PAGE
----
Premium Comedy Night in Mitchell’s Plain

Mitchell's Plain

My second day in Cape Town, I combed through Cape Town Magazine’s website and found a listing for a comedy show in a neighborhood called Mitchell’s Plain. I followed the link at the bottom of the page and found the show’s host, Kenwyn Davids, on Facebook. Even though it was the day of the event, he kindly offered to squeeze me on stage for a few minutes.

That night, I called an Uber driver and punched in the address on my phone. A few minutes later, I got a call from the driver. I couldn’t hear him clearly, but he said he wanted to cancel the ride and didn’t want to go that far outside the city. I had never used Uber before, so I didn’t know whether this was standard.

I called another cab company and my driver arrived a few minutes later. We quickly introduced ourselves, and then passed the first few minutes in silence, making quick turns and stopping at lights. At some point he took another look at the address I had given him. “Westridge, Mitchell’s Plain,” Jason said cautiously. “Do you live there?”

“No, there’s a comedy show out there,” I told him.

He nodded.  Another few minutes passed as he took the highway out of town. I turned around and watched as the skyscrapers and city lights grew faint.

A couple more minutes passed, and the roads grew quieter. “Are you sure this is the right address? This is where the comedy show is?” Jason suddenly asked, a hint of unease in his voice.

“Yea, I think so,” I said, pulling out my phone to double check. Then, on a whim, I opened up Google and searched “Mitchell’s Plain.”

The third result read as follows: “Mitchell’s Plain worst area for crime in SA.”

I looked out the window. Here and there I saw shops, closed. The streetlights were fewer and fewer.

I clicked on the article. “According to the SAPS, there were 650 more murders last year than the previous year. There was also a 6.5% increase to 16,363 in the number of attempted murders,” said the article. I felt the bile rise up in my throat.

“Is this neighborhood safe, if I’m at a comedy show?” I asked Jason.

“Well,” he said. “It can be a dangerous neighborhood if you don’t know your way around.” He motioned toward a poorly lit road. “I was carjacked there, at gunpoint, in broad daylight,” he said. “And the police, they did nothing. They don’t like to come out here,” he said. “So we’re not going to take that road.”  I brought my knuckle up against my teeth.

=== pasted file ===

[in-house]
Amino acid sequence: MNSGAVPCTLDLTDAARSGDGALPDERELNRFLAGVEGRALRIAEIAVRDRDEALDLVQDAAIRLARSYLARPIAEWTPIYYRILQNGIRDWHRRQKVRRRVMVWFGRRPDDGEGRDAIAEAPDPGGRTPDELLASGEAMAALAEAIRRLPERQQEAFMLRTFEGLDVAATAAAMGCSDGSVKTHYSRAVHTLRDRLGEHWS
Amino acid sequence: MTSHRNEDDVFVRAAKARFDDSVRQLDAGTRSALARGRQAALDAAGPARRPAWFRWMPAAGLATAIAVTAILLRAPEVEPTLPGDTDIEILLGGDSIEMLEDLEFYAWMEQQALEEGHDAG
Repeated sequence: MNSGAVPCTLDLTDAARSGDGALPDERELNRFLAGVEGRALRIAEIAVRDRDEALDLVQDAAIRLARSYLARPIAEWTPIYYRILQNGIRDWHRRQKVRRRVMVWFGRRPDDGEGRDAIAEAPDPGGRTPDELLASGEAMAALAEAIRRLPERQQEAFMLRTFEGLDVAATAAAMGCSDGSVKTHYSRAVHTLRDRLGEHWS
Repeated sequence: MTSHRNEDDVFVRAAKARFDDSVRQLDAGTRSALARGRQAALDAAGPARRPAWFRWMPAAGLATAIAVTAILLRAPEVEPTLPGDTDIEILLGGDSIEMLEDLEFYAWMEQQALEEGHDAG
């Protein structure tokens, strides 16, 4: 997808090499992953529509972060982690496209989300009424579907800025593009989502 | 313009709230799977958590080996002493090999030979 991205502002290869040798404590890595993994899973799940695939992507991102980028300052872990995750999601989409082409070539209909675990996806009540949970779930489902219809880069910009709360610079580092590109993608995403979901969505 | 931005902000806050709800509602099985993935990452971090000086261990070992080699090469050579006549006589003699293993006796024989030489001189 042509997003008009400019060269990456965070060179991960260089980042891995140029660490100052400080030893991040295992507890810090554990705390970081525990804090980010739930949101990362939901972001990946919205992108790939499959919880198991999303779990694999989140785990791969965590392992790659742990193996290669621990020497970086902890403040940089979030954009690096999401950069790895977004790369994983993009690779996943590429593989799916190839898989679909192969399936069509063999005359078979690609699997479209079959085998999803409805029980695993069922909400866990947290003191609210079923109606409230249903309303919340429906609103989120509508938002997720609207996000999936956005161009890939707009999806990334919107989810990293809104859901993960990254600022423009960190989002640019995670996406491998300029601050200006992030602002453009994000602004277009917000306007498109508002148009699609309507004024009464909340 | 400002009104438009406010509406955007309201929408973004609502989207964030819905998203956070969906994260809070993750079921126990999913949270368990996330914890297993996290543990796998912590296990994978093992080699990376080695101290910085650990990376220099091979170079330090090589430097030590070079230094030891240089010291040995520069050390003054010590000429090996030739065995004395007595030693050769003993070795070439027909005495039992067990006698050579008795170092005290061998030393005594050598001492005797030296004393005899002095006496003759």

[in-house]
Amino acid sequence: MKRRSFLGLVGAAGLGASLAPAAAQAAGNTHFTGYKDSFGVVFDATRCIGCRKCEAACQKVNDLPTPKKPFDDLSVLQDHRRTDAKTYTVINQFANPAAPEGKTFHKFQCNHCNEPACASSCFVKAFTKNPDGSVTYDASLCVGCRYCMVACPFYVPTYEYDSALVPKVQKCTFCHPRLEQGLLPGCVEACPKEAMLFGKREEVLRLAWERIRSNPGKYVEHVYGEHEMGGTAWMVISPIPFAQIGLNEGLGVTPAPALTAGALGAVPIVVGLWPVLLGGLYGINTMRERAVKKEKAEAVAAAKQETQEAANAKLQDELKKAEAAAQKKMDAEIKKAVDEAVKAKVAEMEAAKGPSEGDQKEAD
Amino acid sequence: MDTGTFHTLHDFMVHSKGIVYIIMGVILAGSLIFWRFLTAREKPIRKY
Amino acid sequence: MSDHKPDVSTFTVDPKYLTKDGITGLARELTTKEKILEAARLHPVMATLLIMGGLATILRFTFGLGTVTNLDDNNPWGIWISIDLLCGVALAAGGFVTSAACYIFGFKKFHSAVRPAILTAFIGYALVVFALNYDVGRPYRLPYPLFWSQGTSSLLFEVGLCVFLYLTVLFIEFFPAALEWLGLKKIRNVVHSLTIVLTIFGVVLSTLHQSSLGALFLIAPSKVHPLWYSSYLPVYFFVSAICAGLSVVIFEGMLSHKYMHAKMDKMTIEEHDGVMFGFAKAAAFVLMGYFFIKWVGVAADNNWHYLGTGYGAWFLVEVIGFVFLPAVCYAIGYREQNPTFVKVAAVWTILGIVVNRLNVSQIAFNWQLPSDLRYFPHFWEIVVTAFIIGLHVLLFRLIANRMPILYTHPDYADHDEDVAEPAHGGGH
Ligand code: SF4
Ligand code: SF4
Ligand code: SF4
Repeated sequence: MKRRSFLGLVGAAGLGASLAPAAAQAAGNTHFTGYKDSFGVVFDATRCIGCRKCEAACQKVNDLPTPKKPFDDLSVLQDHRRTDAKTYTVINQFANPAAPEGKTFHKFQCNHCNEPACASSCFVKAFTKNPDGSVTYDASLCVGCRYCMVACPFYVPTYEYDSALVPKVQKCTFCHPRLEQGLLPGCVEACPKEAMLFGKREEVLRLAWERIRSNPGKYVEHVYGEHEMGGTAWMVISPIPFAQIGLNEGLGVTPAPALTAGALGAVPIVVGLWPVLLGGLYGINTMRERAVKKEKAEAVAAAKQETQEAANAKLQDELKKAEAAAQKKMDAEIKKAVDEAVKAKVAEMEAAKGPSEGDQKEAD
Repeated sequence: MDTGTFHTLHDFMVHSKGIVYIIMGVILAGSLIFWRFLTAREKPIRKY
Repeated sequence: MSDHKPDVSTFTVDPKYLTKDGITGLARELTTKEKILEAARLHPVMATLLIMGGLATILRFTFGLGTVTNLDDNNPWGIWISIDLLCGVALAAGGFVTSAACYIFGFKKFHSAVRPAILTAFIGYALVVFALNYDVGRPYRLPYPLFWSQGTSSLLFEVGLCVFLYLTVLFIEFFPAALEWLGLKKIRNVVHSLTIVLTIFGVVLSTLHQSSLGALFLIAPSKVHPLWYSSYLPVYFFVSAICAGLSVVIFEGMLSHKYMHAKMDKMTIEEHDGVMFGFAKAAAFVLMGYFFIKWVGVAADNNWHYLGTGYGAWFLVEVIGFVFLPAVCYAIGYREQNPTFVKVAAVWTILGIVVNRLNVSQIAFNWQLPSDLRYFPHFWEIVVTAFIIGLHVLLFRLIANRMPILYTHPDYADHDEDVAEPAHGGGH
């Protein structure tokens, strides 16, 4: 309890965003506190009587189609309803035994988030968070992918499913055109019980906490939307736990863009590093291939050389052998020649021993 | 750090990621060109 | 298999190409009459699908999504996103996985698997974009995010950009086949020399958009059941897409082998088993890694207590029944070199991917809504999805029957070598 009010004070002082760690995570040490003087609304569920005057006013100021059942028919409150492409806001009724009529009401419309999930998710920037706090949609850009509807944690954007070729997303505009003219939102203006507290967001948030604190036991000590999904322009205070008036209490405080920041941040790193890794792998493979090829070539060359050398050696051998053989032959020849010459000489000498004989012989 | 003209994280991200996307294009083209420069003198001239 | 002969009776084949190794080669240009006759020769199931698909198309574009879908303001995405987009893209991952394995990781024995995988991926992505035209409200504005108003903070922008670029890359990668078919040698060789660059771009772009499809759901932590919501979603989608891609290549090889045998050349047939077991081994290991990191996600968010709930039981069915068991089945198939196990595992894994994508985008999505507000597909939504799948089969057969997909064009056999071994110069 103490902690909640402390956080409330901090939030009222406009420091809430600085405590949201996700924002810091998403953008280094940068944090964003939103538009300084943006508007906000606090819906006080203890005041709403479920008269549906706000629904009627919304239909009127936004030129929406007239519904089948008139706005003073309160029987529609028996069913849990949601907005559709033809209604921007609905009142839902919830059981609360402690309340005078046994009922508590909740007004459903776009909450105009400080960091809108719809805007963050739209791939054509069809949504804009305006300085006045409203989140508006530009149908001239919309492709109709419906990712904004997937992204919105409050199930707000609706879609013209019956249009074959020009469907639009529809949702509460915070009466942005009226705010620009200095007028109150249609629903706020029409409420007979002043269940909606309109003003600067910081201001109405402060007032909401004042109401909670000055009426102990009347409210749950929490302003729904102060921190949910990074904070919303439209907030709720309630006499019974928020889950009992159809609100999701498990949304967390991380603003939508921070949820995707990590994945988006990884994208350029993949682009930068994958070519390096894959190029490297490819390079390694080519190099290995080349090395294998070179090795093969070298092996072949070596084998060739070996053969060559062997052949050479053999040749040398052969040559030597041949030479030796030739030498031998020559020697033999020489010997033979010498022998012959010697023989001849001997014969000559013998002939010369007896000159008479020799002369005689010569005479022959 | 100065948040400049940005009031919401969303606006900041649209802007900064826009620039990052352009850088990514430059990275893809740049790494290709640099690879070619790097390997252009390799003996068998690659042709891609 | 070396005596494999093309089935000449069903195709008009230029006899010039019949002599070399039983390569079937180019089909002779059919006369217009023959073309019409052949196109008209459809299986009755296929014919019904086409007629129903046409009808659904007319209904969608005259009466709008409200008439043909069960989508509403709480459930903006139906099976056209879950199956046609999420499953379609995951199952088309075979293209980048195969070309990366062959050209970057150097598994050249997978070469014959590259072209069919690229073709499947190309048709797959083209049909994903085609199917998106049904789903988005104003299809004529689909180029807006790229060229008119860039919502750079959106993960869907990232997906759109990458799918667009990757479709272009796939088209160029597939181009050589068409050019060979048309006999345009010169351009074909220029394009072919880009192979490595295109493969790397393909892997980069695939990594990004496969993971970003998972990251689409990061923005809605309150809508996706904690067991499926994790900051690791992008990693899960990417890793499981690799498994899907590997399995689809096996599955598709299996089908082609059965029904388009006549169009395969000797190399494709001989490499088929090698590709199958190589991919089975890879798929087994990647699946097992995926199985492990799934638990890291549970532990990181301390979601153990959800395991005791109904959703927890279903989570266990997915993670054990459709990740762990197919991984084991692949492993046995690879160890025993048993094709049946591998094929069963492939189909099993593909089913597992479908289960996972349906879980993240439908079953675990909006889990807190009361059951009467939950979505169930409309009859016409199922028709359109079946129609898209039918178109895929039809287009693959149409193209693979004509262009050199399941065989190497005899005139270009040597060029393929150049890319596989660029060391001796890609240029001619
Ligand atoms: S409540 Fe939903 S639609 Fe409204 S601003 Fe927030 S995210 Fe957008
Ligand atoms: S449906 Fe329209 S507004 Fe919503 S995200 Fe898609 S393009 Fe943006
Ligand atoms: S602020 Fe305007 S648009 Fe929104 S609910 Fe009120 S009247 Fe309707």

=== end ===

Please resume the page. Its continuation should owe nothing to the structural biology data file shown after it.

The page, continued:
“But if there are people around, and you know them, and you don’t walk around outside, then maybe it is OK,” he said.  “Do you know who you are going to see?”

Hardly. I had only exchanged Facebook messages with Kenwyn. He and I had mutual friends in the comedy circuit, but I hadn’t had time to ask anyone about the show. I explained this to Jason. “Maybe we can just drive by and check it out?” I said.

We drove awhile through mostly quiet streets. At some point Jason pulled into a gas station to check the directions again, not wanting to stop on the road. When we got to the bar, Jason stopped the car and peered out the window. We looked at each other for a second.

“Should I do this?” I asked him.

“Maybe I should come out with you.” He said.

“Jason, I just need you to be honest with me,” I said. “Do you think I should do this?”

He paused. “If I’m honest, the answer is no. I just think you don’t know enough about what’s going on here. To be honest, I wouldn’t want to go out there myself. It feels wrong for me to leave you here. It feels like I have to tell you I don’t think you should this.”

So we turned back.

We drove back to Cape Town, this time taking that road where Jason had been carjacked, which cut maybe 20 minutes off the trip. Along the way, Jason explained some of his concern to me. “I am not safe in this neighborhood either,” he told me. “Because I am a black man, and because this is a coloured neighborhood” (“coloured” carries none of the same connotations it does in America and is not offensive in South Africa.)

“They carjacked me because they knew I was not from here,” he said. “And the police are afraid to come here, because the gangs have better guns. So they did nothing.”

Jason told me more of his story. In 2007, he moved to Cape Town from the Democratic Republic of the Congo, looking for work.  In 2008, xenophobic riots resulted in the deaths of some 60 people—mostly African immigrants or people who were mistaken as such. Some of the victims were people Jason knew. He himself had narrowly escaped, he told me.

It has left him feeling unsafe in Cape Flats, where Mitchell’s Plain is. “They came all the way from here into the city center,” he said. “If I am not safe there, where can I go? How can I feel safe in this neighborhood?”